[QODLink]
Archive
Malaysia defers deporting 'Jemaah leader'
Malaysia has postponed the planned deportation on Sunday of an alleged senior leader of the Jemaah Islamiyah shortly before he was due to board a flight to his home country Indonesia.
Last Modified: 21 Dec 2003 16:21 GMT
Iqbal is alleged to be close to Abu Bakr Bashir
Malaysia has postponed the planned deportation on Sunday of an alleged senior leader of the Jemaah Islamiyah shortly before he was due to board a flight to his home country Indonesia.

Muhammad Iqbal Abd al-Rahman, who had been in Malaysian custody for 30 months on suspicion of "terrorist links", never showed up for the flight despite immigration officials telling his family to prepare to join him at the airport. 

Abd al-Rahman's wife, Fatima Zahra Abd al-Aziz, said she had learned that his deportation was delayed after she checked in to board the Sunday morning flight from Kuala Lumpur to Jakarta.

"I feel very sad and disappointed. They told me I should come here to the airport," she said. "I had expected to be with my husband today." 

Immigration officials refused to comment. 

Abd al-Rahman, 46, an Indonesian with permanent resident status in Malaysia, was arrested in June 2001 under the Internal Security Act allowing indefinite detention without trial.

"I feel very sad and disappointed. They told me I should come here to the airport. I had expected to be with my husband today." 

Fatima Zahra,
Abd al-Rahman's wife 

He was released in August but immigration officers revoked his permanent resident status and immediately arrested him pending deportation to Indonesia.

Al-Rahman has appealed to the High Court against a declaration that he is an undesirable person and a prohibited immigrant. 

Fatima said her husband was not a wanted man, nor has he any criminal record in Indonesia. They have lived in Malaysia for 20 years and he is just a "simple religious preacher," she said. 

No new date has been set for the deportation. 

Indonesia has said it would question Abd al-Rahman about his possible links to terrorism if he were sent back to Indonesia. 

Abd al-Rahman is suspected of being among the top echelons of the Jemaah Islamiyah (JI), along with Indonesian cleric Abu Bakr Bashir and alleged operations chief Hanbali who is now in US custody. 

Eighty held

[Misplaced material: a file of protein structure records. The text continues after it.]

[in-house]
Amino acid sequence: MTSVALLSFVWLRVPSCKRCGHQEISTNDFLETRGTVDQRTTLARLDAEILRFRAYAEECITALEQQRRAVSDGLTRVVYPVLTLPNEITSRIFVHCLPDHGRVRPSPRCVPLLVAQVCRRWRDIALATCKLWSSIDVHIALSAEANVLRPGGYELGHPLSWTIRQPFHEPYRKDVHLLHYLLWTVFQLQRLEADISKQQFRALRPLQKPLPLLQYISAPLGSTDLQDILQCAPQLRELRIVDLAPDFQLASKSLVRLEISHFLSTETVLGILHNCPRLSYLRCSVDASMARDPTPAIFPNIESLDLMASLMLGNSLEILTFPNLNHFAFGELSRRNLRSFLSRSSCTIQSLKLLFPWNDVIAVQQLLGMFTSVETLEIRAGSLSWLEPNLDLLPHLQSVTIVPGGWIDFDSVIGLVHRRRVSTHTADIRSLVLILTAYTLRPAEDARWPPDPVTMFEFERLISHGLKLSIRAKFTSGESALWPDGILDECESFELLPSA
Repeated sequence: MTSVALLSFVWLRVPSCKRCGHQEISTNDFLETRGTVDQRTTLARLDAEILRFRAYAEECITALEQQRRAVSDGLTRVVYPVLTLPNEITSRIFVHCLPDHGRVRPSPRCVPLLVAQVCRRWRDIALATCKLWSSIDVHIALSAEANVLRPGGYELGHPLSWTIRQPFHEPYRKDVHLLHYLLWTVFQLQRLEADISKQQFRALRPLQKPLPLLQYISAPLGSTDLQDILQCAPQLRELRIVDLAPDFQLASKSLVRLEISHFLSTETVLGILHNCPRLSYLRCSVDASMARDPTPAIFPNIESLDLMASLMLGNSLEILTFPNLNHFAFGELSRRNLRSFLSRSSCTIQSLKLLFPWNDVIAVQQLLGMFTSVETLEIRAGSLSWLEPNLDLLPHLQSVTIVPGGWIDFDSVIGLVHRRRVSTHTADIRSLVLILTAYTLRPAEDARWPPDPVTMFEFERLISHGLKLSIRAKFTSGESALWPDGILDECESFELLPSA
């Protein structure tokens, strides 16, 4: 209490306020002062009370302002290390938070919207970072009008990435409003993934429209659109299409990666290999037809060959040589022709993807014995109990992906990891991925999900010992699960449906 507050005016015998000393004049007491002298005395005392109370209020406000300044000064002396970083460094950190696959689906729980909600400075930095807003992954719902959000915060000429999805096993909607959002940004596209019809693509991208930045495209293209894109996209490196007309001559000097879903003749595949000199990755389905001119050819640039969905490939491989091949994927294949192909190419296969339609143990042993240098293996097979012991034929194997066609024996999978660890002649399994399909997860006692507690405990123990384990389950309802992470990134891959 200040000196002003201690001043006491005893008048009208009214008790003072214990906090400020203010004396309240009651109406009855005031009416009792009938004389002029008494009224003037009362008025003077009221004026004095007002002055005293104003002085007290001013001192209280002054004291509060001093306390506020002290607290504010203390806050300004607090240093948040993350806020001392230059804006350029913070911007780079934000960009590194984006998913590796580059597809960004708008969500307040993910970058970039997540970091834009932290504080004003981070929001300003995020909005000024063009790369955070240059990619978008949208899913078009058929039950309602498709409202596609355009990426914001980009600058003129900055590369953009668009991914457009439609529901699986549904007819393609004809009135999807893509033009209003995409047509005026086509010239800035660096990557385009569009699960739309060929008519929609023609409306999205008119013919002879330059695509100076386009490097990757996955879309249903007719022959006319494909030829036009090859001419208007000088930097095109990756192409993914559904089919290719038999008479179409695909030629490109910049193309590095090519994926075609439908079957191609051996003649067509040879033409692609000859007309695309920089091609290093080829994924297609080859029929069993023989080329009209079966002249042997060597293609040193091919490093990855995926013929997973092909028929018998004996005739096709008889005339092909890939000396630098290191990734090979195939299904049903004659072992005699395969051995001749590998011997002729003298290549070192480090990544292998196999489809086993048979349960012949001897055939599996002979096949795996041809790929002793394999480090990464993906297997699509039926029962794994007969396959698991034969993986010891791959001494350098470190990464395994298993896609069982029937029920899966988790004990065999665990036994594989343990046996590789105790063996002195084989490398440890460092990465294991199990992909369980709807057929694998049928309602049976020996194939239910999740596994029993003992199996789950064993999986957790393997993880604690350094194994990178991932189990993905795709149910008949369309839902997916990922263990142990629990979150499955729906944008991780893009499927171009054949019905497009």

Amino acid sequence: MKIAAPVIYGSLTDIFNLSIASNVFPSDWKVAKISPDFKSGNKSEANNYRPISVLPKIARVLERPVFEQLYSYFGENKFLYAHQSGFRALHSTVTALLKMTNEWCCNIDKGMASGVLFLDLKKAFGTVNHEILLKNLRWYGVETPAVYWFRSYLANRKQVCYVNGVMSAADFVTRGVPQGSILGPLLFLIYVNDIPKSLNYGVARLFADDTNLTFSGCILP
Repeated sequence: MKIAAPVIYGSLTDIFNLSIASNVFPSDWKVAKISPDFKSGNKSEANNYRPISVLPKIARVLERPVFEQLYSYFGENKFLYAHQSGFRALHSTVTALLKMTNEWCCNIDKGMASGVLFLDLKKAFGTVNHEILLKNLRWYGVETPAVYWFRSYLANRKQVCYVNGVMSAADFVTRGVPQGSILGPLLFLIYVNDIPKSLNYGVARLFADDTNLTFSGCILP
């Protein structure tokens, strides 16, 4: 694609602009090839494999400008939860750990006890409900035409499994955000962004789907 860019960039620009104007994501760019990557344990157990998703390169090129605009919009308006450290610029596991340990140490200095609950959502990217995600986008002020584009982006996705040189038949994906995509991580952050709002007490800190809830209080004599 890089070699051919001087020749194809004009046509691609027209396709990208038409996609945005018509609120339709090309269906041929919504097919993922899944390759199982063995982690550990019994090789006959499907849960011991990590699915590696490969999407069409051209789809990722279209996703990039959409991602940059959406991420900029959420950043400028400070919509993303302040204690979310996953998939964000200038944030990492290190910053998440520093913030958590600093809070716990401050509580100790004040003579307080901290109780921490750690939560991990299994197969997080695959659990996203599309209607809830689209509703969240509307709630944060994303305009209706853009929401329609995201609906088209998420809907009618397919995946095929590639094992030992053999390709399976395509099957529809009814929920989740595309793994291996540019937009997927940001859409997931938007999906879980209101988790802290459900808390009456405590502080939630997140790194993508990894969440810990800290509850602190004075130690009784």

More than 80 suspected Islamists are currently held
under Malaysia's ISA, a number of them alleged to be JI members.

Officials allege Abd al-Rahman was a close associate of JI's alleged spiritual leader Abu Bakr Bashir, and of Riduan Isam al-Din, better known as Hanbali.

The latter is accused of masterminding last year's nightclub bombings on Indonesia's Bali island that killed 202 people, and other deadly attacks blamed on Jemaah Islamiyah, which is said to have links to al-Qaida. 

In January, the US State Department designated Abd al-Rahman a terrorist and called him Jemaah Islamiyah's "primary recruiter and second in command".

Indonesian officials have repeatedly said Abd al-Rahman is not wanted for any crime there, and they have no reason to arrest him. 

His case has raised concerns about dozens of other Jemaah Islamiyah suspects detained in Malaysia under the same law.

Source:
Agencies
Topics in this article
People
Country
Organisation
Featured on Al Jazeera
'Justice for All' demonstrations swell across the US over the deaths of African Americans in police encounters.
Six former Guantanamo detainees are now free in Uruguay with some hailing the decision to grant them asylum.
Disproportionately high number of Aboriginal people in prison highlights inequality and marginalisation, critics say.
Nearly half of Canadians have suffered inappropriate advances on the job - and the political arena is no exception.
Featured
Women's rights activists are demanding change after Hanna Lalango, 16, was gang-raped on a bus and left for dead.
Buried in Sweden's northern forest, Sorsele has welcomed many unaccompanied kids who help stabilise a town exodus.
A look at the changing face of North Korea, three years after the death of 'Dear Leader'.
While some fear a Muslim backlash after caf killings, solidarity instead appears to be the order of the day.
Victims spared by the deadly disease are reporting blindness and other unexpected post-Ebola health issues.